Trouble is brewing among franchisees of Adidas and Reebok over new terms and conditions for operating stores. The German sports-goods maker, which is the second-largest in the world after Nike, has given an ultimatum to some 70 franchisees in the Delhi-National Capital Region (NCR) region, asking them to accept the new terms or shut shop by August 31.
Among them, these franchisees operate 125 Reebok stores in the Delhi-NCR region.
The new terms proposed by Adidas seek to do away with the minimum guarantee (MG) model that the franchisees were operating on so far. Under the MG model, franchisees were assured a minimum amount from the company irrespective of sales. It was because of this model that Reebok was able to set up some 900 stores in 325 towns and cities becoming the largest sports-wear brand in India.
What Adidas, which acquired Reebok globally in 2005 and merged operations in India in 2011, is pressing for now is offering stock to franchisees at a reasonable discount. But franchisees, which have formed a consortium called Delhi Reebok Franchisee Association, allege this is simply not viable because of the investments made by them so far. “Most of us have taken big loans and have invested with Reebok. Our livelihood is at stake along with thousands of employees working at our stores,” a statement from the consortium said.
The consortium also says the notices issued by Adidas to its members to either accept the new terms and conditions or shut shop has come as a big surprise. “We were given assurances in the last three to four months by Frederic (Serrant), sales director and Claus (Heckerott), managing director, Adidas, that nothing would go wrong. But all of a sudden, the franchisees have received notices from the Adidas Group on August 13 to accept the new terms or close down our stores by August 31. We do not accept the new terms giving us just over 15 days notice.”
A meeting held today at the Adidas office in Gurgaon, near Delhi, between the franchisees and the company management to discuss the matter proved to be inconclusive, persons in the know say.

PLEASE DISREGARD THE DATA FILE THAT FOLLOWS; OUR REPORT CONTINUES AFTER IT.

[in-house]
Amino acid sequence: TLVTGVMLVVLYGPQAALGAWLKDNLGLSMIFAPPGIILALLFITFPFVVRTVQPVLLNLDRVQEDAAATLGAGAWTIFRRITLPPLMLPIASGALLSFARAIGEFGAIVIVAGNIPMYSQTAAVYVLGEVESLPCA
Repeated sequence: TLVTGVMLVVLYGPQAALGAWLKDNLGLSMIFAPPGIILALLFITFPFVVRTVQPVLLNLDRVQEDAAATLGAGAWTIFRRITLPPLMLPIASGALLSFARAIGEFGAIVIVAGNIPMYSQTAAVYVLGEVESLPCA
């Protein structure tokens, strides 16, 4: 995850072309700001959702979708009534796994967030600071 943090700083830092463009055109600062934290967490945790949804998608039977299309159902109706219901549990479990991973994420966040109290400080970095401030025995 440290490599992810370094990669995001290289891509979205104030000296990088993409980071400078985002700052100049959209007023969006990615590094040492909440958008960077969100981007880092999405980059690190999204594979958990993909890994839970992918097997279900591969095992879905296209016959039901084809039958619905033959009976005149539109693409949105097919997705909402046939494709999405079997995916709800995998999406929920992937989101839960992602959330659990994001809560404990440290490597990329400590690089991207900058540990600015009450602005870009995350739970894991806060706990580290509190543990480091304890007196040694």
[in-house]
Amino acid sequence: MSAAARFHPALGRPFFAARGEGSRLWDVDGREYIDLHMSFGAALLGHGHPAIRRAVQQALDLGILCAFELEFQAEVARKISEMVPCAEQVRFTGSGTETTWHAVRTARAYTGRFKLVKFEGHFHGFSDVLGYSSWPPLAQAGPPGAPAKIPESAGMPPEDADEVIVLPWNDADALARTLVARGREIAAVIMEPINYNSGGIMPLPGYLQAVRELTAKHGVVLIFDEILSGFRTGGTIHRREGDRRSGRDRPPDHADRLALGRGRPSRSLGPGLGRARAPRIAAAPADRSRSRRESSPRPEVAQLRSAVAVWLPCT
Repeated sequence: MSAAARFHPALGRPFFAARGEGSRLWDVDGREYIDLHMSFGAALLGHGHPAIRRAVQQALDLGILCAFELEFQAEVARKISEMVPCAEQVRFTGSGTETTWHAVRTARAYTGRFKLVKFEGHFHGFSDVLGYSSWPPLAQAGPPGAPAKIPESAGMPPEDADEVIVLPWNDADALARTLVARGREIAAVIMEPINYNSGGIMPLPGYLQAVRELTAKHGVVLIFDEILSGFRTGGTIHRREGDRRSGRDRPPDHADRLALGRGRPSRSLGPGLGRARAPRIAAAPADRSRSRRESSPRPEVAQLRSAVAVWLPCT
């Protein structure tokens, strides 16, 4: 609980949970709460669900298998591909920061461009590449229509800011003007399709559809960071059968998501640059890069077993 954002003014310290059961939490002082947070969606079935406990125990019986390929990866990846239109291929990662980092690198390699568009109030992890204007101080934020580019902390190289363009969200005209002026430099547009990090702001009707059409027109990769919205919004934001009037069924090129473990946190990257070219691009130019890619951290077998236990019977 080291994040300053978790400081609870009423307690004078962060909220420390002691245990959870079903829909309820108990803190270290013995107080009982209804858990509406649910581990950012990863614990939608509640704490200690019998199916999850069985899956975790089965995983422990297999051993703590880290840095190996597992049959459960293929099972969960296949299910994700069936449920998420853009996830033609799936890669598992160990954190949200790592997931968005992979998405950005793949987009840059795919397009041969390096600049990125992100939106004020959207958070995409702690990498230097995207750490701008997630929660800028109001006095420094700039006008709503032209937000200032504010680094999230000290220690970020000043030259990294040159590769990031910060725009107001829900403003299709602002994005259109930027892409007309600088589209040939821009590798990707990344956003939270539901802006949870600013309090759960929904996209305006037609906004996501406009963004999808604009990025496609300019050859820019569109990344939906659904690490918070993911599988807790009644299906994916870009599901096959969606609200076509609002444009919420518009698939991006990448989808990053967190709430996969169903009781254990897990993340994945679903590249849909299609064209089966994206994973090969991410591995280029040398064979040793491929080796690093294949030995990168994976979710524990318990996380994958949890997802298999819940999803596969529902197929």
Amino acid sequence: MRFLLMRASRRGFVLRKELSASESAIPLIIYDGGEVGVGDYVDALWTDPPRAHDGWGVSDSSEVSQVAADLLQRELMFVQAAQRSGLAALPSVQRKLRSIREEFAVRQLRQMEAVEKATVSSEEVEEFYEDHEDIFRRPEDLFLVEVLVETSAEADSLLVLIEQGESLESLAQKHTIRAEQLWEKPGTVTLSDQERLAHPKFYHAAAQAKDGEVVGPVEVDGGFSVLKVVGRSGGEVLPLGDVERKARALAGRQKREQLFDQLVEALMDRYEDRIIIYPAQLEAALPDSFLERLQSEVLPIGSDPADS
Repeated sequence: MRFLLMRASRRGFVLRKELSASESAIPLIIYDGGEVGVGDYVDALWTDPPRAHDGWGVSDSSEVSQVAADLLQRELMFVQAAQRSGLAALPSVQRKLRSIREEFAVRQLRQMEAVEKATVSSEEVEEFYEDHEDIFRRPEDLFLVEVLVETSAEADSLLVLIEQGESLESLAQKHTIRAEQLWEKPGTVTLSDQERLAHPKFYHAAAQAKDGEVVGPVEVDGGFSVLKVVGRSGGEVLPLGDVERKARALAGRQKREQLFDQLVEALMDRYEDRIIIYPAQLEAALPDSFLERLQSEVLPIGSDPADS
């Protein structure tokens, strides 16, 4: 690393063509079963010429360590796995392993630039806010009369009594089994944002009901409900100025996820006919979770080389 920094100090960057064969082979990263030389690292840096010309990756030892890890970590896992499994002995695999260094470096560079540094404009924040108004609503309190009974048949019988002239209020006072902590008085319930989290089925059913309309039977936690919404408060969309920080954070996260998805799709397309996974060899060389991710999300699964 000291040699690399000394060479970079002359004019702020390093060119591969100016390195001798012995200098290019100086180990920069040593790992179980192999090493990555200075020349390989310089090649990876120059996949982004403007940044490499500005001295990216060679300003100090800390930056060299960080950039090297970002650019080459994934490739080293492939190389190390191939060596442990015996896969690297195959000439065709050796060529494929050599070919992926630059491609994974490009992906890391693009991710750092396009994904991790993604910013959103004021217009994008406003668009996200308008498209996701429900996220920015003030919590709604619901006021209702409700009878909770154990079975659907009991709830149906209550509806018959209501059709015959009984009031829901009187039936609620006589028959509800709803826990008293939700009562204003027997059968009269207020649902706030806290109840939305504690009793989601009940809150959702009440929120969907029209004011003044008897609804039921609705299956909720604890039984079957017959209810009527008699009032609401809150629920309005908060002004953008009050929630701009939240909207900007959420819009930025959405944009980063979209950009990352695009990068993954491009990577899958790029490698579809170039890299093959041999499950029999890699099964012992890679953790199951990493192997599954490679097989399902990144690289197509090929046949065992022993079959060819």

“We’ve had repeated rounds of discussions with them asking them to make the business model viable or pay our dues in the event we do not want to shift to the new business model. But they refuse to do anything,” says a franchisee, who declined to be identified because of the sensitivity of the matter.
“It is clearly mentioned in our agreements that all our investments will be returned to us and our stocks will be taken back at purchase price. But since the time of the FIR lodged by the new management against the old management, they have been busy in investigations. Our sales at stores have almost reduced to half due to the mess,” the franchisee said.
An Adidas spokesperson, when contacted, said he had no details to share on the issue.
The company, however, had recently said it was restructuring operations in India including the possible closure of nearly a third of its 900 Reebok stores, a voluntary retirement scheme (VRS) for its 200-odd Reebok employees and an integration of Adidas and Reebok brand suppliers.
Speaking for the first time since Adidas had taken a Rs 870-crore hit due to commercial irregularities at Reebok, Heckerott had said: “We are changing our model from a minimum guarantee scheme (rent plus model) offered to franchisees, which is not sustainable for a cash-and-carry model. One-third of the franchisees are ready to go with this model. The others are not sure or will not go. However, we’ll be happy with 300 outlets, provided they are profitable. We had begun slowing down the opening of new stores from 2010.”
Franchisees allege that they’ve not received any new Reebok stock from the company for the last few months, which has only compounded matters for them. For the April-June quarter, Adidas reported a 26 per cent decline in sales of Reebok-branded products despite group revenues growing seven per cent. Adidas had attributed the fall in Reebok sales to the negative impact of the commercial irregularities in India.